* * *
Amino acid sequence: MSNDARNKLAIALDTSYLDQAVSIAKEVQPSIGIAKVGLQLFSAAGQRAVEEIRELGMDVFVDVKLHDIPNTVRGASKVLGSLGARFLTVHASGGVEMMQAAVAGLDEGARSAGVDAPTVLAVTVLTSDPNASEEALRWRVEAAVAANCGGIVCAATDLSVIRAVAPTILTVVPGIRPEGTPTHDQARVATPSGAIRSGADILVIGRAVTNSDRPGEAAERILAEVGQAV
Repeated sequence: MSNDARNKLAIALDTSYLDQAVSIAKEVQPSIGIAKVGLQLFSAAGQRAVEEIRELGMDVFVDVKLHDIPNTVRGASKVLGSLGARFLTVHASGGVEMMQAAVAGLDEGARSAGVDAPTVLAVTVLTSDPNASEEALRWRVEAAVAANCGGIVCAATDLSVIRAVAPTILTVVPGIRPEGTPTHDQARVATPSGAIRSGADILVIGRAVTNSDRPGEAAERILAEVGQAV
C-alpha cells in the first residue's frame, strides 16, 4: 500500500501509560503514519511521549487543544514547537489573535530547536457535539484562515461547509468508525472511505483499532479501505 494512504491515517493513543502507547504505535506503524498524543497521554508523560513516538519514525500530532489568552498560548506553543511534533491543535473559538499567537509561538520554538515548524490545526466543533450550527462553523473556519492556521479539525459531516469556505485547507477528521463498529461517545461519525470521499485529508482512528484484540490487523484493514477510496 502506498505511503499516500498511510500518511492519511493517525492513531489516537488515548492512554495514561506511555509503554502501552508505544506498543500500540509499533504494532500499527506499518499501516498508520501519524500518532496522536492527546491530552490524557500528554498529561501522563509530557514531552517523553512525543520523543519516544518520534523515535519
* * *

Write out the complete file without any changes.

Amino acid sequence: MSNDARNKLAIALDTSYLDQAVSIAKEVQPSIGIAKVGLQLFSAAGQRAVEEIRELGMDVFVDVKLHDIPNTVRGASKVLGSLGARFLTVHASGGVEMMQAAVAGLDEGARSAGVDAPTVLAVTVLTSDPNASEEALRWRVEAAVAANCGGIVCAATDLSVIRAVAPTILTVVPGIRPEGTPTHDQARVATPSGAIRSGADILVIGRAVTNSDRPGEAAERILAEVGQAV
Repeated sequence: MSNDARNKLAIALDTSYLDQAVSIAKEVQPSIGIAKVGLQLFSAAGQRAVEEIRELGMDVFVDVKLHDIPNTVRGASKVLGSLGARFLTVHASGGVEMMQAAVAGLDEGARSAGVDAPTVLAVTVLTSDPNASEEALRWRVEAAVAANCGGIVCAATDLSVIRAVAPTILTVVPGIRPEGTPTHDQARVATPSGAIRSGADILVIGRAVTNSDRPGEAAERILAEVGQAV
C-alpha cells in the first residue's frame, strides 16, 4: 500500500501509560503514519511521549487543544514547537489573535530547536457535539484562515461547509468508525472511505483499532479501505 494512504491515517493513543502507547504505535506503524498524543497521554508523560513516538519514525500530532489568552498560548506553543511534533491543535473559538499567537509561538520554538515548524490545526466543533450550527462553523473556519492556521479539525459531516469556505485547507477528521463498529461517545461519525470521499485529508482512528484484540490487523484493514477510496 502506498505511503499516500498511510500518511492519511493517525492513531489516537488515548492512554495514561506511555509503554502501552508505544506498543500500540509499533504494532500499527506499518499501516498508520501519524500518532496522536492527546491530552490524557500528554498529561501522563509530557514531552517523553512525543520523543519516544518520534523515535519